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Channel Check by Kevin Amrhein We do Weird

Wholesalers adapt as group benefits seeks to provide health insurance for low-paid workers not already covered.

By  Christopher Hann

Earlier this year AmWINS Group Benefits introduced two new products designed to provide health insurance coverage to non-traditional employee groups. The first offers a partial benefits plan for employees who typically go without any health insurance—the folks who dish up our Happy Meals and Quarter Pounders, say, or point us in the direction of the sporting goods or cosmetics or shoe aisle at our local neighborhood big-box store. In September, AmWINS unveiled a more complete benefits package for full-time employees of multinational corporations working overseas.

The company’s aggressive moves underscore the role that wholesalers play in helping to provide benefits to employees—most often, employees of small businesses—who often go overlooked in the delivery of health care. With many of the Democratic presidential candidates pushing health care plans that would require larger employers to provide health insurance for their workers, wholesalers could find themselves doing a lot more of this type of work in coming years. “We’ve had a little interest over the past year because there’s more and more talk about it,” says Robert Cola, president of Brown & Brown Consulting in Philadelphia.

Sam Fleet, for one, welcomes the trend. Fleet is the president and CEO of AmWINS Group Benefits, based in Warwick, R.I., and he’s a champion of the wholesaler’s role in the delivery of health care to long-underserved workers. Fleet likes to say that there’s nothing traditional about the services that AmWINS Group Benefits provides. As he puts it: “We do weird.”

“Our mission is to provide those benefits professionals with tools to solve complex issues,” Fleet says. “We leverage our expertise, our responsiveness to relationships. We develop unique products, distribute products, do back-end administration.”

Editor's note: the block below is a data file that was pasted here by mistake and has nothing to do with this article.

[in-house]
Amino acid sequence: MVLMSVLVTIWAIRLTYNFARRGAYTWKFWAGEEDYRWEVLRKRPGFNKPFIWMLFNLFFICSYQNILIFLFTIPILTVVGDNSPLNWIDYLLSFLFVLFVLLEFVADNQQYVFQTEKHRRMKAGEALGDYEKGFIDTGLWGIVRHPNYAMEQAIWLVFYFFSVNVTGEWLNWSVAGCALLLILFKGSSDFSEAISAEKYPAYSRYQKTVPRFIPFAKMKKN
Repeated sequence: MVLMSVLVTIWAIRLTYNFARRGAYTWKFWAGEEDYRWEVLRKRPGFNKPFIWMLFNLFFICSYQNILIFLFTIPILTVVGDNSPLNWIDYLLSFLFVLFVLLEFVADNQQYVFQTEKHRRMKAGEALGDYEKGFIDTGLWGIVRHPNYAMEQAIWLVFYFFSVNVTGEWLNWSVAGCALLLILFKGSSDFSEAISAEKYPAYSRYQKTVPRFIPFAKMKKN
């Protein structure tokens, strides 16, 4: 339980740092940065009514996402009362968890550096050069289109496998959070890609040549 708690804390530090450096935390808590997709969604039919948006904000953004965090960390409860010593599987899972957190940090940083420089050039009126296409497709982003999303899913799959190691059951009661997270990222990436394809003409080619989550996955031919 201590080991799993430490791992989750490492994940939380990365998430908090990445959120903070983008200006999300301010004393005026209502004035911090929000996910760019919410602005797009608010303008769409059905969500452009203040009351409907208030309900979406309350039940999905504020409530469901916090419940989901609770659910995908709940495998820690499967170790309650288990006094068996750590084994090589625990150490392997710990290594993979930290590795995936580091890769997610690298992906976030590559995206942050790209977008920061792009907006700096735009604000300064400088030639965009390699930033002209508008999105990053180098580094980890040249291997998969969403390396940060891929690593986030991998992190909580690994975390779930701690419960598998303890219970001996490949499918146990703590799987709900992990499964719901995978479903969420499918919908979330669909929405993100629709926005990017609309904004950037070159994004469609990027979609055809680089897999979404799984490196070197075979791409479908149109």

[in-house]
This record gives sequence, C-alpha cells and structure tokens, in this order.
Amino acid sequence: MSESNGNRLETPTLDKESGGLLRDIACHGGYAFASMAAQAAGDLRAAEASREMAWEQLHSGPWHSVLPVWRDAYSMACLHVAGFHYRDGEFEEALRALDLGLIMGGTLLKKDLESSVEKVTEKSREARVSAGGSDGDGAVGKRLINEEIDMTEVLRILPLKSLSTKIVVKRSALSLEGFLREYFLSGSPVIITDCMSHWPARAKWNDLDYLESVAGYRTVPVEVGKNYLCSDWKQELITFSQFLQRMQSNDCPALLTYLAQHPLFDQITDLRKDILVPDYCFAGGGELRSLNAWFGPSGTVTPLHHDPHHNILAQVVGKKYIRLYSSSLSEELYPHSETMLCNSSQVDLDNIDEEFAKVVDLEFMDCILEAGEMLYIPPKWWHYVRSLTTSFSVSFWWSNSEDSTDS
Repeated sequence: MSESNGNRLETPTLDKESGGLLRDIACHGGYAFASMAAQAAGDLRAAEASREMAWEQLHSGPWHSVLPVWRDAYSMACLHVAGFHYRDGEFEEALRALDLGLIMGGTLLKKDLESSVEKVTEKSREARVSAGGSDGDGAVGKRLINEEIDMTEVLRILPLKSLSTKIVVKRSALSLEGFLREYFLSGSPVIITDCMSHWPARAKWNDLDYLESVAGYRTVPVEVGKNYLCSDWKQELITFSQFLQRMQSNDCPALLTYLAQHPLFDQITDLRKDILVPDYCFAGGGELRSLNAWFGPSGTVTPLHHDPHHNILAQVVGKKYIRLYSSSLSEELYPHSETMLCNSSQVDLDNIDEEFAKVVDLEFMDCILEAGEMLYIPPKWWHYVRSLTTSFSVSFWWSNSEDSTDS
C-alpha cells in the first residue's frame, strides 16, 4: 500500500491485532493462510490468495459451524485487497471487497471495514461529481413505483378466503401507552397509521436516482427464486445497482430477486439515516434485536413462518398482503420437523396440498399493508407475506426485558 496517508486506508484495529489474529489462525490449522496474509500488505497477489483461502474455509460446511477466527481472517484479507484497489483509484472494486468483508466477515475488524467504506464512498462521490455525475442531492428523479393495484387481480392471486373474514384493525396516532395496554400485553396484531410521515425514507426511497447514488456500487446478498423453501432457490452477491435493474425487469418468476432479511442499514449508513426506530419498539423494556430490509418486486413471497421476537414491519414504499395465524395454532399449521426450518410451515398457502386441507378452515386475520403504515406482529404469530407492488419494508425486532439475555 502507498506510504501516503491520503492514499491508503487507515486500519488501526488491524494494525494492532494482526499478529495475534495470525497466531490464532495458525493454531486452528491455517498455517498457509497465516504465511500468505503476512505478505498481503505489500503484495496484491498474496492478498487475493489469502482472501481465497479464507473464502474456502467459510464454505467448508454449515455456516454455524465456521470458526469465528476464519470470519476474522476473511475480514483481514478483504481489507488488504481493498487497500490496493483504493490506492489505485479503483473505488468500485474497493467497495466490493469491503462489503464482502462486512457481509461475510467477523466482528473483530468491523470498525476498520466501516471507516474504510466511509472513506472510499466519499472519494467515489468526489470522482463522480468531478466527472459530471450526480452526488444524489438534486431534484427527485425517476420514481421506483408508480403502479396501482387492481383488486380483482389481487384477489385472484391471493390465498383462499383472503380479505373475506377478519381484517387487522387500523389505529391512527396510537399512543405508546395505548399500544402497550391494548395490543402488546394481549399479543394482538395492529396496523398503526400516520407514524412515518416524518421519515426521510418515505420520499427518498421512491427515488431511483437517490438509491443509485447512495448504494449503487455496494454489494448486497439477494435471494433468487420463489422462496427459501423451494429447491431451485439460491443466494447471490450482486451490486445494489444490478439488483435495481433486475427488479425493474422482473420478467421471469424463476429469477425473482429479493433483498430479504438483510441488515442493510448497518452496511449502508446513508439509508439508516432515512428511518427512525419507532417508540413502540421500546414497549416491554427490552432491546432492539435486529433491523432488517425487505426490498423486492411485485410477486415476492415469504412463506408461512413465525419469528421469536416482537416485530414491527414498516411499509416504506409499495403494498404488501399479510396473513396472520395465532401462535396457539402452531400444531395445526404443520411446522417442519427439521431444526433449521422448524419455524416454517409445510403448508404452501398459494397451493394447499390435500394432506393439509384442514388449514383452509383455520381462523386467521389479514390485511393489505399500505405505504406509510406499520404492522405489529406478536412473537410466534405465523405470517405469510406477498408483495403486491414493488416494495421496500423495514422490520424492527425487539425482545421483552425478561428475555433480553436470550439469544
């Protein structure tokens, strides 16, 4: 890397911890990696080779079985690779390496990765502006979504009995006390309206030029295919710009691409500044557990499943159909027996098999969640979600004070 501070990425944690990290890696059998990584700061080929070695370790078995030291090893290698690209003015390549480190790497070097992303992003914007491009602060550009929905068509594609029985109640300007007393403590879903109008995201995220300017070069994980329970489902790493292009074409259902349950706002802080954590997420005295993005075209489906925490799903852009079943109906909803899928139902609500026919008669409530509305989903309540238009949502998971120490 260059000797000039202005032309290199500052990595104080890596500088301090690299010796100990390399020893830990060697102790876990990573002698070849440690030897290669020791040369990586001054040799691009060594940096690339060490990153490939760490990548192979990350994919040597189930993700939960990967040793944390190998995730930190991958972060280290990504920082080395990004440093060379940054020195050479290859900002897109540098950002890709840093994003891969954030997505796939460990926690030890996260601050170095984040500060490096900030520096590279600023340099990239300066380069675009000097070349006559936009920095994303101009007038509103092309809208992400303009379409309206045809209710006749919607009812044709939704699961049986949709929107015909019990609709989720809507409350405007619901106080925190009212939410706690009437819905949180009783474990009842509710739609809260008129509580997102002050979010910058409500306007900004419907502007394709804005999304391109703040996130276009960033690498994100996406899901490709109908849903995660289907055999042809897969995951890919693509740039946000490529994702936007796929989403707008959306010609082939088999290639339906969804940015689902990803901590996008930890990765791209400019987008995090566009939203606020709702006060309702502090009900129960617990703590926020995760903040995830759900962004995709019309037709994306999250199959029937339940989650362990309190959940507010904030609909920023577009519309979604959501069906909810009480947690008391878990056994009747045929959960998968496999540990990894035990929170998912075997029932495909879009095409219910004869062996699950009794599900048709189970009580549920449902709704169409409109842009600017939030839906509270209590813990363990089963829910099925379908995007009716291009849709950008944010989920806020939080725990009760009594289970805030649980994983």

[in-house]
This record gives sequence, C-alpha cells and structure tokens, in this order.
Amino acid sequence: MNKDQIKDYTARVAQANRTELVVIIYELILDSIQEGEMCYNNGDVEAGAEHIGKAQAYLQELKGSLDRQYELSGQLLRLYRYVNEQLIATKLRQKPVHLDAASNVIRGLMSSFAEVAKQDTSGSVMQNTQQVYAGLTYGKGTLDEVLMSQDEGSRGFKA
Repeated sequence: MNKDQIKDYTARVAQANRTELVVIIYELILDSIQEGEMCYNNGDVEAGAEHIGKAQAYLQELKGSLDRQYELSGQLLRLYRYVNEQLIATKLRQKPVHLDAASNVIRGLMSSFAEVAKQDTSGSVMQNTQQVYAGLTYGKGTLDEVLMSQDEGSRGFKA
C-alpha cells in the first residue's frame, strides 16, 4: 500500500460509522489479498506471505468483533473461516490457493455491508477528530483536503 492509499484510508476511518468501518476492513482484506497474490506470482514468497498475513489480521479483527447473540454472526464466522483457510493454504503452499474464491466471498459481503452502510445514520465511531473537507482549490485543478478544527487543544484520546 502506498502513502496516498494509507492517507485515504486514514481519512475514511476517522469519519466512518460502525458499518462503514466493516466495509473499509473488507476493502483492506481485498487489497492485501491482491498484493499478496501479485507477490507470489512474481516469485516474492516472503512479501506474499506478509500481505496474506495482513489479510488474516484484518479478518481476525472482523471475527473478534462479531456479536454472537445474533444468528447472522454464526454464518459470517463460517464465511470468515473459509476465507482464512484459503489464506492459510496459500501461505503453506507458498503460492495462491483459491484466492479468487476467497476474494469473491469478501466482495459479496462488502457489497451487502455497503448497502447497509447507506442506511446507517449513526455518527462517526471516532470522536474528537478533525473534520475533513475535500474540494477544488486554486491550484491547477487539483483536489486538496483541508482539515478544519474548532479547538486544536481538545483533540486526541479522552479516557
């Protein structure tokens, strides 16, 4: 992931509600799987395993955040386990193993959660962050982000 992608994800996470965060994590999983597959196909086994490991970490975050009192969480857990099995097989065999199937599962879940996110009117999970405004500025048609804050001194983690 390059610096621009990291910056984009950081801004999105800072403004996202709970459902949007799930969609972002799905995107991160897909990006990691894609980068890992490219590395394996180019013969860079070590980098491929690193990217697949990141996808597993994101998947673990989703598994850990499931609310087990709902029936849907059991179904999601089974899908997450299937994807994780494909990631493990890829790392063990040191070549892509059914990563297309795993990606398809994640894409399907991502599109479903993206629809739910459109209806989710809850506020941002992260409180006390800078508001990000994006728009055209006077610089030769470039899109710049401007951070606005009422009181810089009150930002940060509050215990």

Beere & Purves, a general agent based in Walnut Creek, Calif., serves a similar function for its clients on the West Coast. President Peter Cella says his company thrives on providing a multitude of back-office operations for large retail brokers. Beere & Purves sends personnel to enrollment meetings at worksites, equipped with what Cella calls collateral information—an explanation of a benefits plan, the charges, the employee contributions, the net effect on paychecks.

“That’s the main value they see in us,” Cella says of his retail-broker clients. “By using people like us, it does allow them to offset some of their expenses with our people. They can come to us, [and] we’ll send them back a full spreadsheet with all available carriers in the marketplace. They’re trying to save time on the word processing [and] quote aspect. In our market in California, the big health plans do not have staff to go conduct enrollment meetings to a 12-person group.”

With a product called Health Connect, Beere & Purves can provide a de facto human resources department for small businesses, typically with 25 or fewer employees.

“Most 20-person companies don’t have an HR system,” Cella says. “Brokers who work with us, we make it available to them for free. It’s a feature of our quote engine, how we do our proposals.”

There’s no magic involved, according to Cella. It’s just wholesalers and general agents performing the intermediary’s role in the transaction between retail broker and insurer. “It’s not so much that we have access to products that they can’t get on their own,” he says. “It’s rolling up our sleeves and doing a lot of work so retail brokers don’t have to.”

For wholesale brokers like AmWINS Group Benefits, offering products like limited-benefit plans to restaurant workers just makes good business sense. Fleet says the company has grown an average of 43% a year for each of the past six years.

“Our take on it is that health care can’t be legislated at the federal level,” Fleet says. “It can’t even be legislated at the state level. Health care really is a local issue. It really varies from county to county. If you go from urban to rural, there really is a different delivery of health care services.”

While the practice of providing so-called mini-medical plans may not be widespread, the industry winds appear to be blowing in that direction. It’s a movement not lost on Cola, who has heard the chatter and can read the writing on the wall. But he believes the movement has yet to gather full stride from coast to coast.

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  BY THE NUMBERS

50% Half of contractors needing professional liability don't buy it.

12% Preferred provider and HMO costs are expected to rise allmost 12% in 2007.

10.7% Expected rise in consumer-driven health plan costs in 2007.

$49,500 The maximum annual benefit participants in pension plans terminated in 2007 by the Pension Benefit Guaranty Corp. will recieve -- a 3.9% increase from 2006.